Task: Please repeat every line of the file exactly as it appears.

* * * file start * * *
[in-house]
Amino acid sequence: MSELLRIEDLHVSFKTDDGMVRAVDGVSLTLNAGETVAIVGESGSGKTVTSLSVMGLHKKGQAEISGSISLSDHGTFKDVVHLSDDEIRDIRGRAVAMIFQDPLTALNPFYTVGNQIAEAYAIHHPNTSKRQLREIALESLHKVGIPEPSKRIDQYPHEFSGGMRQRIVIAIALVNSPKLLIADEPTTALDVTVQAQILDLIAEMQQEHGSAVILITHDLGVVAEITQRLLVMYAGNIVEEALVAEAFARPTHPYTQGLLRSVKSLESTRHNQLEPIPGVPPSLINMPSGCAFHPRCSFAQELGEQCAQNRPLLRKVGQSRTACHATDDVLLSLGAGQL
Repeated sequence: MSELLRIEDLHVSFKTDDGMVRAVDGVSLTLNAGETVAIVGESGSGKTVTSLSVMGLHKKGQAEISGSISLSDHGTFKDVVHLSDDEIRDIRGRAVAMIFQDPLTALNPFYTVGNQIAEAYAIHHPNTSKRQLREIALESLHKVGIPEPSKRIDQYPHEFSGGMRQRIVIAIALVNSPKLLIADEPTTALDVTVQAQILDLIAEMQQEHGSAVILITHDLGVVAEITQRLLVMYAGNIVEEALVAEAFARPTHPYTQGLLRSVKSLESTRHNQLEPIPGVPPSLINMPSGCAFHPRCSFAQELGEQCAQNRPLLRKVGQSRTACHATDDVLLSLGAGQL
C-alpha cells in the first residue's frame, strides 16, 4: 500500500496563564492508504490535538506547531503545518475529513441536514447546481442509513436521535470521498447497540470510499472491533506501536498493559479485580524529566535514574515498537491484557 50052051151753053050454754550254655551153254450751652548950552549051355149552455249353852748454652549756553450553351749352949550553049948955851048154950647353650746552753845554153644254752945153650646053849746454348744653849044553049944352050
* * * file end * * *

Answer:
[in-house]
Amino acid sequence: MSELLRIEDLHVSFKTDDGMVRAVDGVSLTLNAGETVAIVGESGSGKTVTSLSVMGLHKKGQAEISGSISLSDHGTFKDVVHLSDDEIRDIRGRAVAMIFQDPLTALNPFYTVGNQIAEAYAIHHPNTSKRQLREIALESLHKVGIPEPSKRIDQYPHEFSGGMRQRIVIAIALVNSPKLLIADEPTTALDVTVQAQILDLIAEMQQEHGSAVILITHDLGVVAEITQRLLVMYAGNIVEEALVAEAFARPTHPYTQGLLRSVKSLESTRHNQLEPIPGVPPSLINMPSGCAFHPRCSFAQELGEQCAQNRPLLRKVGQSRTACHATDDVLLSLGAGQL
Repeated sequence: MSELLRIEDLHVSFKTDDGMVRAVDGVSLTLNAGETVAIVGESGSGKTVTSLSVMGLHKKGQAEISGSISLSDHGTFKDVVHLSDDEIRDIRGRAVAMIFQDPLTALNPFYTVGNQIAEAYAIHHPNTSKRQLREIALESLHKVGIPEPSKRIDQYPHEFSGGMRQRIVIAIALVNSPKLLIADEPTTALDVTVQAQILDLIAEMQQEHGSAVILITHDLGVVAEITQRLLVMYAGNIVEEALVAEAFARPTHPYTQGLLRSVKSLESTRHNQLEPIPGVPPSLINMPSGCAFHPRCSFAQELGEQCAQNRPLLRKVGQSRTACHATDDVLLSLGAGQL
C-alpha cells in the first residue's frame, strides 16, 4: 500500500496563564492508504490535538506547531503545518475529513441536514447546481442509513436521535470521498447497540470510499472491533506501536498493559479485580524529566535514574515498537491484557 50052051151753053050454754550254655551153254450751652548950552549051355149552455249353852748454652549756553450553351749352949550553049948955851048154950647353650746552753845554153644254752945153650646053849746454348744653849044553049944352050